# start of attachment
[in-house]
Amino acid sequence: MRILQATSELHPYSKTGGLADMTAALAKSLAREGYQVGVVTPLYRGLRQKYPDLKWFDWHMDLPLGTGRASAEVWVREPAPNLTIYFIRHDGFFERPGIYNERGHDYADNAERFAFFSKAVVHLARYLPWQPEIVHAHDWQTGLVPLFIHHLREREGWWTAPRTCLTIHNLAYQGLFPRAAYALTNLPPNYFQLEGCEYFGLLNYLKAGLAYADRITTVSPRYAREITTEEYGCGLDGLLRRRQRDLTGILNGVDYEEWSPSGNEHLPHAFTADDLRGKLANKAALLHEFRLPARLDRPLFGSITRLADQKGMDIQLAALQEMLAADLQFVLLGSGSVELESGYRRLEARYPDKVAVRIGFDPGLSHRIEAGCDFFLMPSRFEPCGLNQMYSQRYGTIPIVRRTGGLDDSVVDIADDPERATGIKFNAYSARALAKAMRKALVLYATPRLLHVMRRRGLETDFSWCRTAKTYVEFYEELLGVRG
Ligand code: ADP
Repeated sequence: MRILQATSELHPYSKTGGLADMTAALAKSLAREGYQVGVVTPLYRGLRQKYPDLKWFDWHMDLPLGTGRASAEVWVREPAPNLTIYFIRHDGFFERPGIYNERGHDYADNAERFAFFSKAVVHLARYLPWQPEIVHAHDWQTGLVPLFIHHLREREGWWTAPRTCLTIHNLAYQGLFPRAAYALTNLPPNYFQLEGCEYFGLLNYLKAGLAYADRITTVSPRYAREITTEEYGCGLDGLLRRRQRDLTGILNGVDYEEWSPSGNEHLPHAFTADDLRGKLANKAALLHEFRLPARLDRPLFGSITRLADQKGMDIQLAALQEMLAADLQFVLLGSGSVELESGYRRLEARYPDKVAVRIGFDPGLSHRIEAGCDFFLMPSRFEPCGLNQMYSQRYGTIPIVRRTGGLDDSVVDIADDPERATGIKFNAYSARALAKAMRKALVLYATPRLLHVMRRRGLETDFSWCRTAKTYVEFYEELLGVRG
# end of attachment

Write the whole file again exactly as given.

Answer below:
[in-house]
Amino acid sequence: MRILQATSELHPYSKTGGLADMTAALAKSLAREGYQVGVVTPLYRGLRQKYPDLKWFDWHMDLPLGTGRASAEVWVREPAPNLTIYFIRHDGFFERPGIYNERGHDYADNAERFAFFSKAVVHLARYLPWQPEIVHAHDWQTGLVPLFIHHLREREGWWTAPRTCLTIHNLAYQGLFPRAAYALTNLPPNYFQLEGCEYFGLLNYLKAGLAYADRITTVSPRYAREITTEEYGCGLDGLLRRRQRDLTGILNGVDYEEWSPSGNEHLPHAFTADDLRGKLANKAALLHEFRLPARLDRPLFGSITRLADQKGMDIQLAALQEMLAADLQFVLLGSGSVELESGYRRLEARYPDKVAVRIGFDPGLSHRIEAGCDFFLMPSRFEPCGLNQMYSQRYGTIPIVRRTGGLDDSVVDIADDPERATGIKFNAYSARALAKAMRKALVLYATPRLLHVMRRRGLETDFSWCRTAKTYVEFYEELLGVRG
Ligand code: ADP
Repeated sequence: MRILQATSELHPYSKTGGLADMTAALAKSLAREGYQVGVVTPLYRGLRQKYPDLKWFDWHMDLPLGTGRASAEVWVREPAPNLTIYFIRHDGFFERPGIYNERGHDYADNAERFAFFSKAVVHLARYLPWQPEIVHAHDWQTGLVPLFIHHLREREGWWTAPRTCLTIHNLAYQGLFPRAAYALTNLPPNYFQLEGCEYFGLLNYLKAGLAYADRITTVSPRYAREITTEEYGCGLDGLLRRRQRDLTGILNGVDYEEWSPSGNEHLPHAFTADDLRGKLANKAALLHEFRLPARLDRPLFGSITRLADQKGMDIQLAALQEMLAADLQFVLLGSGSVELESGYRRLEARYPDKVAVRIGFDPGLSHRIEAGCDFFLMPSRFEPCGLNQMYSQRYGTIPIVRRTGGLDDSVVDIADDPERATGIKFNAYSARALAKAMRKALVLYATPRLLHVMRRRGLETDFSWCRTAKTYVEFYEELLGVRG